You may also need to cut yourself some slack. Undereaters tend to establish rigid rules for their diets, which lock in their beliefs and emotional associations with food, says Dr. Sim. If this sounds familiar, you might benefit from breaking your own rules. “This can help people start seeing their thoughts or beliefs about food,” she explains. Some individuals will benefit from trying the foods they’ve labeled as “bad” and learning that, in sensible portions, there are no horrible consequences.

If you struggle with overeating or binge eating when you’re distressed, you may control this urge by keeping your belly full. “Hunger can be a big trigger, and I think it makes you more prone to emotional eating because you’re not as rational when you’re hungry,” explains Dr. Sim. She also says that many people who are prone to emotional eating also restrict their diets, so efforts to normalize eating patterns and, again, loosening the rules can help break this pattern. A regular and nutritionally balance diet can also regulate hunger.

Celebrations like holidays and weddings that promise large meals and rich desserts can be a source of anxiety for people worried about giving in to temptation and overeating. The key in these situations, says Dr. Applegate, is to make sure that the reason for the celebration or event—not the food—remains the focus of the gathering. “If you are using food to mark a special event, make sure food isn’t the only indicator of that event,” she explains. Look instead to the social aspect to share in the spirit of the gathering. Arriving with a game plan can also help: ask for just a small piece of cake or sip tea during the dessert course.

Some people worry about craving food that they consider unhealthy. Dr. Applegate says that there’s no need to feel shame or guilt. “It’s natural to have cravings,” she says. Instead of feeling guilty for wanting that milkshake or cheeseburger, learn what to do with that craving. Dr. Applegate suggests thinking about what you really want instead of acting impulsively. This may help you make a decision that you’re happy with in the long run.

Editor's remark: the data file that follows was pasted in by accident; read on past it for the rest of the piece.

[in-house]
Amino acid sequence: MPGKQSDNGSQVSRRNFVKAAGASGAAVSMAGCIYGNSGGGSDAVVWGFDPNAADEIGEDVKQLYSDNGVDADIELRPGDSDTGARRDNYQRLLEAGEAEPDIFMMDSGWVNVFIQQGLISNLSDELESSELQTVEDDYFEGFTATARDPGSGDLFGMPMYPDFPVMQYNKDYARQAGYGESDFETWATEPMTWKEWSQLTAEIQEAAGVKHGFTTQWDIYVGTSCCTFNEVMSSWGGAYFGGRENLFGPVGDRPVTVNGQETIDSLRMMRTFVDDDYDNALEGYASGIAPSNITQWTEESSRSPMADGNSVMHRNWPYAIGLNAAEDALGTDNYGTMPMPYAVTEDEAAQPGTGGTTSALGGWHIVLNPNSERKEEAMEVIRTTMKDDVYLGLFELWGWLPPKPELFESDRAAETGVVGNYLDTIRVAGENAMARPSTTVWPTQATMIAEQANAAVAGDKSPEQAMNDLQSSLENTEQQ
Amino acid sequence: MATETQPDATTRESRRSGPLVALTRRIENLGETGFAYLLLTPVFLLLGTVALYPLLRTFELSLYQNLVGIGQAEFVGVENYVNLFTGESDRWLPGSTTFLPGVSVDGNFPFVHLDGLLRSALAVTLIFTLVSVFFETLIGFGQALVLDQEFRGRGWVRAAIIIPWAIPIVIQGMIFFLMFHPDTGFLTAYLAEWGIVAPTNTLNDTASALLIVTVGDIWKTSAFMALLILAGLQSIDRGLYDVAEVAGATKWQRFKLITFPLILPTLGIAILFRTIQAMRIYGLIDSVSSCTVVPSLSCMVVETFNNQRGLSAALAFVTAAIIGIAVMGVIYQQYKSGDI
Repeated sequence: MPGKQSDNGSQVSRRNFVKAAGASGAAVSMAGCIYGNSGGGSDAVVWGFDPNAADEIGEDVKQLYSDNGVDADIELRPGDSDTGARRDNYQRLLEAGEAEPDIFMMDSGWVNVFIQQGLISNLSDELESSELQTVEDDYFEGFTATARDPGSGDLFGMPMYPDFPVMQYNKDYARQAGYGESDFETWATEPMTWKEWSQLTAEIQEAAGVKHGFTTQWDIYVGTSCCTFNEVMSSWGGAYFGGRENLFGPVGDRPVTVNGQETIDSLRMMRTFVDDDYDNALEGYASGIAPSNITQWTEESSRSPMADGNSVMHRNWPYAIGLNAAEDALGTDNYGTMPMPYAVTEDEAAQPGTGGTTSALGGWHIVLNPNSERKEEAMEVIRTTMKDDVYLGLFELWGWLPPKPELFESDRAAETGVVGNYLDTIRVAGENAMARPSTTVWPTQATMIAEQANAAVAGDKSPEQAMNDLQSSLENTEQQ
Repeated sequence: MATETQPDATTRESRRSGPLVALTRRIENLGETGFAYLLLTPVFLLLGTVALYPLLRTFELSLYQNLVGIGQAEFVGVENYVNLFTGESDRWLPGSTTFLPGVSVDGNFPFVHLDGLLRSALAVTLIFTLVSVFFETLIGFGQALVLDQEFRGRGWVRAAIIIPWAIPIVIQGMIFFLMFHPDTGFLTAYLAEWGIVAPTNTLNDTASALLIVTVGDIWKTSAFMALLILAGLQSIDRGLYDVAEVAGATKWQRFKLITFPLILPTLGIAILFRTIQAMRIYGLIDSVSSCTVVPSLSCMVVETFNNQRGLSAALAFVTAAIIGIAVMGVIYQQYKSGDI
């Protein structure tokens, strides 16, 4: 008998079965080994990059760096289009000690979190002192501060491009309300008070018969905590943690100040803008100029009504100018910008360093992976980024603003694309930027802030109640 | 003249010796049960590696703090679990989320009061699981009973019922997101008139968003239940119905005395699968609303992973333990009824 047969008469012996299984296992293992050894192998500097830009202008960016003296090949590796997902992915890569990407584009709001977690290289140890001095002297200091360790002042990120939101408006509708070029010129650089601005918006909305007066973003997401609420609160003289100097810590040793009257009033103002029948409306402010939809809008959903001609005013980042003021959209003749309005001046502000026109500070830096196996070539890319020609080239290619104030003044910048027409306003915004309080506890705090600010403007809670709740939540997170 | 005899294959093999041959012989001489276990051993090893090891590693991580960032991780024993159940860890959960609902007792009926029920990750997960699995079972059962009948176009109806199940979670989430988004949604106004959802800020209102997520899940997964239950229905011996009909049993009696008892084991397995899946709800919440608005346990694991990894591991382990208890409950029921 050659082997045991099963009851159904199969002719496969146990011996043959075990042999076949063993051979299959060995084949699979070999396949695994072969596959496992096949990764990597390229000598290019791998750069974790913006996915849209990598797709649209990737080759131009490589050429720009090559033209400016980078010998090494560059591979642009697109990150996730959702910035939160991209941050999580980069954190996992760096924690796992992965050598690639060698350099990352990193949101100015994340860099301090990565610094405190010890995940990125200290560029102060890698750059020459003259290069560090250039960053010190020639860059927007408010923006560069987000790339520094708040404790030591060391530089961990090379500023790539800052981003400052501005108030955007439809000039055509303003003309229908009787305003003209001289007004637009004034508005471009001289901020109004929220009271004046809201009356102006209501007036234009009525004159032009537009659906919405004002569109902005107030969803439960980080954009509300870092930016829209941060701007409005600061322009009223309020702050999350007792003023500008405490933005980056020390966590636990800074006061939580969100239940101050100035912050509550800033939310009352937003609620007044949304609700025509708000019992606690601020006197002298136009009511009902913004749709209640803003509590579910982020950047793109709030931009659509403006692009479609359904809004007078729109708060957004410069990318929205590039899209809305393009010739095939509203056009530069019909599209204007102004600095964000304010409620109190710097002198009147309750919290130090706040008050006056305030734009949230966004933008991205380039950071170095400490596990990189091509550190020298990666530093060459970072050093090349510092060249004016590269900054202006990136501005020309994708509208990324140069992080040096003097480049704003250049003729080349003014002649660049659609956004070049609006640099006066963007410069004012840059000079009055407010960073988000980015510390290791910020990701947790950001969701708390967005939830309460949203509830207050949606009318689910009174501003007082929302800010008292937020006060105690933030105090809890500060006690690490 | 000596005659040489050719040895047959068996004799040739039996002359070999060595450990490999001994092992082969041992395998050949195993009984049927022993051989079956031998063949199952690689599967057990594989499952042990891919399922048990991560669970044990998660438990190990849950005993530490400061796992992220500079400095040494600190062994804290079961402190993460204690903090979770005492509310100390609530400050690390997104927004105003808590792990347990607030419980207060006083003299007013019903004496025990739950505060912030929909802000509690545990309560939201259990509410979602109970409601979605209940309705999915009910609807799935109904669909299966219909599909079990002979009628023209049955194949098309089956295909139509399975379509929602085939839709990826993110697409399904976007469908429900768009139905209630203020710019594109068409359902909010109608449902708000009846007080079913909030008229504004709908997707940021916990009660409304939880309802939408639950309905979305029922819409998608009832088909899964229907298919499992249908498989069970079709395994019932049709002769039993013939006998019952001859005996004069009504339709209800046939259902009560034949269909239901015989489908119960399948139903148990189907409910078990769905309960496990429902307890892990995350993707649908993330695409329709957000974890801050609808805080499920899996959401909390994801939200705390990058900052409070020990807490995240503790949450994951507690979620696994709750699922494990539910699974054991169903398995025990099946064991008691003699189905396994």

You can also build a positive relationship with food through proper nutrition. Therese Shumaker, MS, RD, LD, a dietitian at the Mayo Clinic in Rochester, suggests avoiding foods high in simple sugars that only briefly satisfy your cravings and give only short bursts of energy and instead filling your plate with a proper balance of protein, carbohydrates, and fat. By choosing the right nutrients, she says, you can enjoy lasting energy and avoid the emotional ups and downs caused by an unbalanced diet.

Finding Peace in Mind and Belly

Love it, hate it, or a little of both, one thing’s certain about your relationship with food: you can’t live without it. With that in mind, one of the best things you can do for overall well-being is establish harmony between yourself and food. This solid partnership can bring you years of health and happiness.

Feed Your Relationship

Therese Shumaker, MS, RD, LD, a dietician at the Mayo Clinic in Rochester, Minnesota, says that learning about healthy food choices and taking time to plan healthful meals can help people who struggle emotionally with food get back on track and work toward a better relationship.

“I think one of the most important things is to educate people about how food works in the body,” Therese explains. “For example, foods that are high in simple sugar (such as cakes, cookies, and ice cream) give us quick energy and make us feel better only temporarily,” she says. With a balance of protein, carbohydrates, and fat, you’ll feel satisfied and energized longer. This is because protein helps regulate appetite, and together fat and protein take longer to digest than carbohydrates.

With this background knowledge to work from, the next step for those looking to transform their relationship with food is to build an individualized meal plan. “It’s a meal plan that will give the patient the right amount of calories, protein, and fat—all the nutrients that the body needs,” she says. This includes a goal of eating about six times per day (three meals and three snacks) to avoid hunger and support a healthy metabolism.

By following a meal plan that provides all the nutrients your body needs, Therese says, you’ll likely feel better physically and enjoy a more upbeat mood. With balanced food choices, she says, “We have the energy to do things that make us happy.”

Therese encourages patients to avoid strictly restricting any foods. “People who severely restrict their diets often take out foods that they really enjoy.” This tendency can trigger you to crave that food and may lead to overeating. “I always try to teach people that food restriction really creates food interest,” she explains.

Along with a meal plan, Therese encourages people to keep a food journal. “I call them ‘clue sheets,’” she says of the journals, “because they can really help patients clue into what they’re eating and how they’re feeling.” These clues can reveal the emotions behind what Therese calls “destructive eating patterns.” The journals are used to track hunger levels before and after meals and can also include mood, thoughts, and feelings when eating.